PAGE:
This is similar to our 2019 finding that 40% of Frontier’s journals had increased in price by 18% or more (Pashaei & Morrison, 2019) and our 2018 finding that 40% of Frontier journals had increased in price by 18% – 31% (Morrison, 2018).

The price increases are on top of already high prices. For example, Frontiers in Earth Science increased from 1,900 USD to 2,950 USD, a 55% price increase. Frontiers in Oncology increased from 2,490 to 2,950 USD, an 18% price increase.

This illustrates an inelastic market. Payers of these fees are largely government research funders, either directly or indirectly through university libraries or researchers’ own funds. The payers are experiencing a major downturn and significant challenges such as lab closures, working from home in lockdown conditions, and additional costs to accommodate public health measures, while Frontiers clearly expects ever-increasing revenue and profit.

Following is a list of Frontier journals with price increases. All pricing is in USD.

Journal title 2020 APC 2019 APC 2020 – 2019 price change (numeric) 2020 – 2019 price change (percent)
Frontiers in Earth Science 2,950 1,900 1,050 55%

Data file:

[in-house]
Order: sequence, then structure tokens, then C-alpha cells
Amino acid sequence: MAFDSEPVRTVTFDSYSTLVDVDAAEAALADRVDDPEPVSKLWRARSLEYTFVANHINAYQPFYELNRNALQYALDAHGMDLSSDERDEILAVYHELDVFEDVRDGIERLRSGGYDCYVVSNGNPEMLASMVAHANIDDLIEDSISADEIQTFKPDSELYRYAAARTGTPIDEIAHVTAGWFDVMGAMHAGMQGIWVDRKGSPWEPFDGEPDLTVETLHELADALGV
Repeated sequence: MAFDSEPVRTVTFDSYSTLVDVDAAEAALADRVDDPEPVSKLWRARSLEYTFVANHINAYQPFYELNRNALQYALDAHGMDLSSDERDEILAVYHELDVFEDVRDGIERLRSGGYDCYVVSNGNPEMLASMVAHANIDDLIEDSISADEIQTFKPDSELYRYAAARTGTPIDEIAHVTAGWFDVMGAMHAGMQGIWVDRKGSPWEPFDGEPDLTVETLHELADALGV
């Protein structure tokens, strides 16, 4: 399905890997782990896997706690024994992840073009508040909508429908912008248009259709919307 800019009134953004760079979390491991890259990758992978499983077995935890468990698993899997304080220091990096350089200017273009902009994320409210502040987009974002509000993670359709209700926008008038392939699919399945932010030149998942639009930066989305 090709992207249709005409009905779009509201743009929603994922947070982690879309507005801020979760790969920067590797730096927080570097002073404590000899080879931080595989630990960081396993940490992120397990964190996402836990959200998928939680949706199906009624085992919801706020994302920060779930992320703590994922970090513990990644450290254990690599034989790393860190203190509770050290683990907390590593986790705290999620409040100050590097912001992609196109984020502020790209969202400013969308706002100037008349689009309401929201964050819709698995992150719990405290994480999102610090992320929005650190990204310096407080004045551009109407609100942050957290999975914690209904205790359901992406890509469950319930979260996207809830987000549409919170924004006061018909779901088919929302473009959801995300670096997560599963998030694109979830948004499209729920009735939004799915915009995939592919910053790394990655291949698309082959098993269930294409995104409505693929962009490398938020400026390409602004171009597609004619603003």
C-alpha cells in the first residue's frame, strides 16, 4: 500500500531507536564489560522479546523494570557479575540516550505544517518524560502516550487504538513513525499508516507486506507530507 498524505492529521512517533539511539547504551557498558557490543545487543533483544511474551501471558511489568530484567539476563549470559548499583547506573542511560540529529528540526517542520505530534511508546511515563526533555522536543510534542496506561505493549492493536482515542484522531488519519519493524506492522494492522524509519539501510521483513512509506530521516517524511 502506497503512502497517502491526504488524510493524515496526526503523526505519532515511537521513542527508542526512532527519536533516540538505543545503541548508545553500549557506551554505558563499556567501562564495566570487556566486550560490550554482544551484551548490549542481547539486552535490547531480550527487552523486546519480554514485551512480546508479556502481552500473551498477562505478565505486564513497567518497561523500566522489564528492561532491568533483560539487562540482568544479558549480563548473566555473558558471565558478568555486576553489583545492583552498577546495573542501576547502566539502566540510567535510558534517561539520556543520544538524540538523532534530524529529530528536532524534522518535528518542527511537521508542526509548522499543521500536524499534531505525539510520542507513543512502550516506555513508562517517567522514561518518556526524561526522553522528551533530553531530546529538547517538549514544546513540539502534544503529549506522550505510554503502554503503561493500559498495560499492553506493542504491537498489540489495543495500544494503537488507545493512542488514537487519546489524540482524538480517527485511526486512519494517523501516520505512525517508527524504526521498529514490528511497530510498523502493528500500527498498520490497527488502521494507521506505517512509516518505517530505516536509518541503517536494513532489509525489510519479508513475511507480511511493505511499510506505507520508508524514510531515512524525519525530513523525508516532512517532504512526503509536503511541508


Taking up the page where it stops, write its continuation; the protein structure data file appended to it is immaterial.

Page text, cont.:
Frontiers in Veterinary Science 2,950 1,900 1,050 55%
Frontiers in Cardiovascular Medicine 2,490 1,900 590 31%
Frontiers in Ecology and Evolution 2,490 1,900 590 31%
Frontiers in Energy Research 2,490 1,900 590 31%
Frontiers in Environmental Science 2,490 1,900 590 31%
Frontiers in Molecular Biosciences 2,490 1,900 590 31%
Frontiers in Nutrition 2,490 1,900 590 31%
Frontiers in Physics 2,490 1,900 590 31%
Frontiers in Surgery 2,490 1,900 590 31%
Frontiers in Artificial Intelligence 1,150 950 200 21%
Frontiers in Bioengineering and Biotechnology 2,950 2,490 460 18%
Frontiers in Cell and Developmental Biology 2,950 2,490 460 18%
Frontiers in Chemistry 2,950 2,490 460 18%
Frontiers in Integrative Neuroscience 2,950 2,490 460 18%
Frontiers in Marine Science 2,950 2,490 460 18%
Frontiers in Materials 2,950 2,490 460 18%
Frontiers in Oncology 2,950 2,490 460 18%
Frontiers in Pediatrics 2,950 2,490 460 18%
Frontiers in Systems Neuroscience 2,950 2,490 460 18%

The full spreadsheet can be found here:



Morrison, H. (2018). Frontiers: 40% journals have APC increases of 18 – 31% from 2017 to 2018. Sustaining the Knowledge Commons / Soutenir Les Savoirs Communs. Retrieved from

Pashaei, H., & Morrison, H. (2019). Frontiers in 2019: 3% increase in average APC. Sustaining the Knowledge Commons / Soutenir Les Savoirs Communs. Retrieved from

Cite as:  Morrison, H. (2020). Frontiers 2020: a third of journals increase prices by 45 times the inflation rate. Sustaining the Knowledge Commons / Soutenir Les Savoirs Communs :